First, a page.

Sunday, February 25, 2024

Health system uses ‘medicine-as-vocation’ narrative to justify neglect of doctors’ work needs – research

Study comes as new report makes 44 recommendations to improve NCHD working conditions

A narrative of ‘medicine-as-vocation’ is regularly used to justify the neglect of hospital doctors’ core work needs, a new study has found.

The research, which gathered the opinions of 28 hospital-based clinicians across the country, also found that non-consultant hospital doctors receive minimal line management and are afraid to speak out against overstretched patient cases and long working hours for fear of it impeding their career progression.

The study, published in latest issue of the journal SSM – Qualitative Research in Health, found that the vocational-level of commitment shown by doctors – including sometimes volunteering to go into work to check on patients on their day off – would be used to justify organisational neglect in and a failure of the health system to provide doctors with their core work needs.

Doctors also expressed frustration that their level of commitment was not being matched by hospital management or HSE officials. One respondent said “I like being busy, I like being part of the team, sorting out patients, helping teams … but we are not resourced or funded. It is ad hoc and based on goodwill, our good nature, always wanting to do the right thing for the [patients].”

The study was led by Dr Niamh Humphries as part of the Hospital Doctor Retention and Motivation Project based at RCSI. She told IMT: “The system relies on the vocational commitment of doctors going above and beyond their job spec and beyond their hours to keep things running in a system that is understaffed and is under strain, and I think that is becoming normalised.”

More findings from the study can be read in the February issue of Irish Medical Times.

It comes as a new report published this week contains 44 recommendations to improve the working standards for NCHDs in Irish hospitals.

The Report of the National Taskforce of the NCHD Workforce recommends the reduction in working hours in line with workplace legislation, the implementation of policies to support a work/life balance, flexible training and the availability of healthy food options during night shifts.

Minister for Health Stephen Donnelly said that it is critical the recommendations are carried out as a matter of priority, and has committed to return Government within four months with an update on the report’s application including a costed implementation plan.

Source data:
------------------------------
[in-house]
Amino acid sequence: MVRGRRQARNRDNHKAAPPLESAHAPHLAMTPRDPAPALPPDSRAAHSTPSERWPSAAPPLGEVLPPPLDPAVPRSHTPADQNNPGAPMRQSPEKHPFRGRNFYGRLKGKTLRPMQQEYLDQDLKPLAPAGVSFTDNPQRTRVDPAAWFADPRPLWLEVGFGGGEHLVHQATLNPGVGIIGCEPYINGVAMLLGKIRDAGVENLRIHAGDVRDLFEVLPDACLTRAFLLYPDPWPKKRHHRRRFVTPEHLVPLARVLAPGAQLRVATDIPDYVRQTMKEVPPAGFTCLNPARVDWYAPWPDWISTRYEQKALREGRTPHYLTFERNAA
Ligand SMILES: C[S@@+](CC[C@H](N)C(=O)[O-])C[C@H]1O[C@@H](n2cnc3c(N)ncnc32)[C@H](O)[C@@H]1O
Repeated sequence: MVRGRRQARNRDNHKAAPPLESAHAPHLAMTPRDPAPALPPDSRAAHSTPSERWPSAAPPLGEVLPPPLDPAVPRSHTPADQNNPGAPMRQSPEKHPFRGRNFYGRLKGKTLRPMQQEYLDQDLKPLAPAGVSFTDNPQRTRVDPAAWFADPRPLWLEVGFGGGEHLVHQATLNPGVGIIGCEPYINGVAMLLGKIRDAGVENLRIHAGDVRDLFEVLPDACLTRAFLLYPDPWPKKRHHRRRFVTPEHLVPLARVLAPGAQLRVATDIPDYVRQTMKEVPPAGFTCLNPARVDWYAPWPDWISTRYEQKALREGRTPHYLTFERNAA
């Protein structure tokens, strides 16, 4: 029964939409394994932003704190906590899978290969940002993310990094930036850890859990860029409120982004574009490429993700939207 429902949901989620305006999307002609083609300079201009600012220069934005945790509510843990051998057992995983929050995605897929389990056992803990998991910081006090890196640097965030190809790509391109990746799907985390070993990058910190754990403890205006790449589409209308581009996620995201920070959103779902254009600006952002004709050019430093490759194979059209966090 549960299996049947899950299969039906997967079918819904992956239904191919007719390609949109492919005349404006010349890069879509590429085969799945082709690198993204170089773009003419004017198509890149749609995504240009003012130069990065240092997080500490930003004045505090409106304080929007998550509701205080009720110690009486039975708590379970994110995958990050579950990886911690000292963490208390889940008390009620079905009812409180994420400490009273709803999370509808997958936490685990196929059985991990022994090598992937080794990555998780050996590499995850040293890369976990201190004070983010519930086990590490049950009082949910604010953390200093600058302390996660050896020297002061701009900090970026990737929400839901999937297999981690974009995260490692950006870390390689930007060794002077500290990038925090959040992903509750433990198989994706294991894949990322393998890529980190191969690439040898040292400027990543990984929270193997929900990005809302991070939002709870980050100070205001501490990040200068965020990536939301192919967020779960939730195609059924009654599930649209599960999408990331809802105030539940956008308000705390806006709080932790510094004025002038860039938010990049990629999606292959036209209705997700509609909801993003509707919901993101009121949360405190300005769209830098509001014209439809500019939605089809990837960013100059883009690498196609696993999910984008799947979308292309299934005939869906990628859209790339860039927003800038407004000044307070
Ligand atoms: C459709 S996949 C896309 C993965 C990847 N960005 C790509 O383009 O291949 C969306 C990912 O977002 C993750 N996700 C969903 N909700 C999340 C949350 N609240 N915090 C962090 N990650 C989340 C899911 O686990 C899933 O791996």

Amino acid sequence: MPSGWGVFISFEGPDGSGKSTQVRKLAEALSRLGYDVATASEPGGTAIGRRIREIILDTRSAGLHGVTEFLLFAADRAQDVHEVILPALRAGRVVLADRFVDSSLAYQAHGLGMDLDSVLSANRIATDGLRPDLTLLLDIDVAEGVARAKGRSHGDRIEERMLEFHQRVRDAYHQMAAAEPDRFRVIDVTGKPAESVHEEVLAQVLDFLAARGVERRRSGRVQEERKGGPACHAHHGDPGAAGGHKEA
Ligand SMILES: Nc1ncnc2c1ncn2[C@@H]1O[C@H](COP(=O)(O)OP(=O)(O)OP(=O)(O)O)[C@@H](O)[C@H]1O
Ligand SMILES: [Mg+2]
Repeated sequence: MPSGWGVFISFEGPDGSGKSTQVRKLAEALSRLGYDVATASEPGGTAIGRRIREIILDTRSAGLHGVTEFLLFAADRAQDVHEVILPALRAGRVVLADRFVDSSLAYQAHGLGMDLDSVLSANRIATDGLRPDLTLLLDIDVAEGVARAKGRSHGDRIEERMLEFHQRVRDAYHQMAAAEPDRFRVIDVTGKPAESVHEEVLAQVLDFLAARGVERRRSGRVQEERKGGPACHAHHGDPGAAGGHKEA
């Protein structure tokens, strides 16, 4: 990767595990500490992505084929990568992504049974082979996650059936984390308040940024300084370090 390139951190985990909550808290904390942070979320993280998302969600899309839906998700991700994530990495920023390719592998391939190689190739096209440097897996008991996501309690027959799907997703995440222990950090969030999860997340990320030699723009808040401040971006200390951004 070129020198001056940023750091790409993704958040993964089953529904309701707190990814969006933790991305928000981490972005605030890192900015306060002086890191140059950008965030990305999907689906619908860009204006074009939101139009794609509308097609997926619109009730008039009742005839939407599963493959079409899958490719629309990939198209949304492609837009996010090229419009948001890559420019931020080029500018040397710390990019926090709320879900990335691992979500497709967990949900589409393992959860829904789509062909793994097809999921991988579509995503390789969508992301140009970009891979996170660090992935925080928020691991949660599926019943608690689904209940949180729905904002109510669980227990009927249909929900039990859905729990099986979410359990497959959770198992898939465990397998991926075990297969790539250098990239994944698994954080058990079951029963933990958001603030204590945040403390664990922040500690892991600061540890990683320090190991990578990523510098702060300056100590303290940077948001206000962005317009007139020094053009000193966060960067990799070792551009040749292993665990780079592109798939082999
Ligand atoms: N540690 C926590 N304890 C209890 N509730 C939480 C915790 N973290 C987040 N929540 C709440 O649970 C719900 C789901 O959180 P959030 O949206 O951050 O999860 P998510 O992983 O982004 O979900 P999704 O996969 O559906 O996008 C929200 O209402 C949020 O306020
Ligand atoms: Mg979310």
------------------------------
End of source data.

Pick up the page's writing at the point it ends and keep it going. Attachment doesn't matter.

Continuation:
In response, the Irish Medical Organisation (IMO) gave a guarded welcome to the recommendations, but warned that sufficient funding is now needed to follow through on the proposals.

The IMO also said that areas such as childcare, a medical workforce plan and the digitisation of the health service are not adequately addressed in the report.

“We have been experiencing ever-increasing numbers of NCHDs emigrating to systems where they are valued, supported and offered a work/life balance,” said IMO NCHD Committee chair Dr Rachel McNamara.

“The recommendations in this report go some way to addressing the issues faced by NCHDs today but for any of us to have real confidence we need to see major investment and implementation to make those recommendations a reality.”

The Medical Council reacted positively to the report overall. Its president Dr Suzanne Crowe described its recommendations as ‘practical, supportive and will make a meaningful difference to the quality of life of our NCHDs’.

She added: “NCHDs are the backbone of the medical workforce in our hospitals. These recommendations, accepted by the Minister today, will enhance training pathways and opportunities with greater flexibility to reflect real-life demands and work-life balance.”

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